3 responses »

  1. warmspringrain

    Just looking at the picture of the pattern sheet made me practically break out in hives. Dear lord. In any case, nicely done and a very fun series!

    Reply
  2. Love Ottobre for their solid basics patterns, less of a fan of their ‘sports-lifestyle’ ease (which is probably why it fit fine without seam allowances). Not sure how much experience you have with magazine patterns but they are all seam+hem-less and need tracing. I use an adjustable Clover double wheel to trace seams + hems simultanously with the seamline and carbon paper between the pattern and craft paper I’m tracing it on. The seam+hem-lessness of these patterns makes them very easy to modify/manipulate. While I prefer the ease in burdastyle ones the patterns themselves are cooler in Patrones and La Mia Boutique.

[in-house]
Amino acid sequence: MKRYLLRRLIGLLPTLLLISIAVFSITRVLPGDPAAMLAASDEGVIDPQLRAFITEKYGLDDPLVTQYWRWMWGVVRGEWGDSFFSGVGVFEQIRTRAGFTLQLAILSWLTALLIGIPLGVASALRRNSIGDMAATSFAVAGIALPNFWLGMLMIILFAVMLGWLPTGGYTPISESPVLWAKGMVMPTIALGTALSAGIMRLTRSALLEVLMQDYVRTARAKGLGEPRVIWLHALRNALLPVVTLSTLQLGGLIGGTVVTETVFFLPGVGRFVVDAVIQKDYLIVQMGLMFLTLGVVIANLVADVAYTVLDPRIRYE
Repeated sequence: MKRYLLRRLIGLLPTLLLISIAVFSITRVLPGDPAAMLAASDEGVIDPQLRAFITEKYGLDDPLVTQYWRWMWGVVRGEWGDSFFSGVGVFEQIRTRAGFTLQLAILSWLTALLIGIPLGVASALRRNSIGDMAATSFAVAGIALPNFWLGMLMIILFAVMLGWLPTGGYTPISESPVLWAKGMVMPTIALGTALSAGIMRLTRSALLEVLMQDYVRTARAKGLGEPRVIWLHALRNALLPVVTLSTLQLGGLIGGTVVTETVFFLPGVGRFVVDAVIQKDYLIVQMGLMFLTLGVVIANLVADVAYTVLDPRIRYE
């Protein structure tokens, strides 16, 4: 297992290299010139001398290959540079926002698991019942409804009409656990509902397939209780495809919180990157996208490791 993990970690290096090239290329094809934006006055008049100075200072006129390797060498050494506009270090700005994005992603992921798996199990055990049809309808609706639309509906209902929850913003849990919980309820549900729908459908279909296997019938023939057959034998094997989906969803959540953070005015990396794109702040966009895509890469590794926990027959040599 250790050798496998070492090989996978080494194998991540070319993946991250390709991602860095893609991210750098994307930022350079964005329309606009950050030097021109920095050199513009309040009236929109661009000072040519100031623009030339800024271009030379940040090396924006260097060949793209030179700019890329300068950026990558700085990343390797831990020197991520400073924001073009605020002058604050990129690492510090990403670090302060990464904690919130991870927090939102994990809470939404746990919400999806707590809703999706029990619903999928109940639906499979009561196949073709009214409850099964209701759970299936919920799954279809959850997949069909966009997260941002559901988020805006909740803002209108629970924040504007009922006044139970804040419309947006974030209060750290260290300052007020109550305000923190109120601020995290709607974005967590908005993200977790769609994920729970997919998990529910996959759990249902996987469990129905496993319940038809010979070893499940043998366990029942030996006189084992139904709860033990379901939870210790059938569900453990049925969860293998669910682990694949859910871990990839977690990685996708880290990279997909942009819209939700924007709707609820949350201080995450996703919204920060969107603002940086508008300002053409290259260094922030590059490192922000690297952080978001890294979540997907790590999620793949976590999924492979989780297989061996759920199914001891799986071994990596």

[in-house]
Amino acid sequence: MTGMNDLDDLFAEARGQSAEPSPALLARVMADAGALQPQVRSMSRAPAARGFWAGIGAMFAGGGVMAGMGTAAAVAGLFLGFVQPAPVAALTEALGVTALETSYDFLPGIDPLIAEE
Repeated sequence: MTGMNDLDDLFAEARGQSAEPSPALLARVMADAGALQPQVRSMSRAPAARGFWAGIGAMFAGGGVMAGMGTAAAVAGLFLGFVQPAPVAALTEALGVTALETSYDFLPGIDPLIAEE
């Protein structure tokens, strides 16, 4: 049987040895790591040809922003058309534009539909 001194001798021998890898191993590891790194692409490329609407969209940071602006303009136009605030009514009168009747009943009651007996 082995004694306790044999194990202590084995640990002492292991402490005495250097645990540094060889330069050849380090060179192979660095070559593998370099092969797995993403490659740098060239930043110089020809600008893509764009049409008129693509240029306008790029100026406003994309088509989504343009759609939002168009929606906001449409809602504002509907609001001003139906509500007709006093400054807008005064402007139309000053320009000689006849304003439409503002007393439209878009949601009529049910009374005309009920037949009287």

Reply
    • This was my first attempt at a magazine pattern, and having the pieces of multiple patterns layered together really threw me for a loop. Thank you for explaining why seam allowances + hems aren’t included in these patterns. It hadn’t occurred to me that their absence would make modifications simpler, but it definitely would. Thanks for all of the helpful info!

      Reply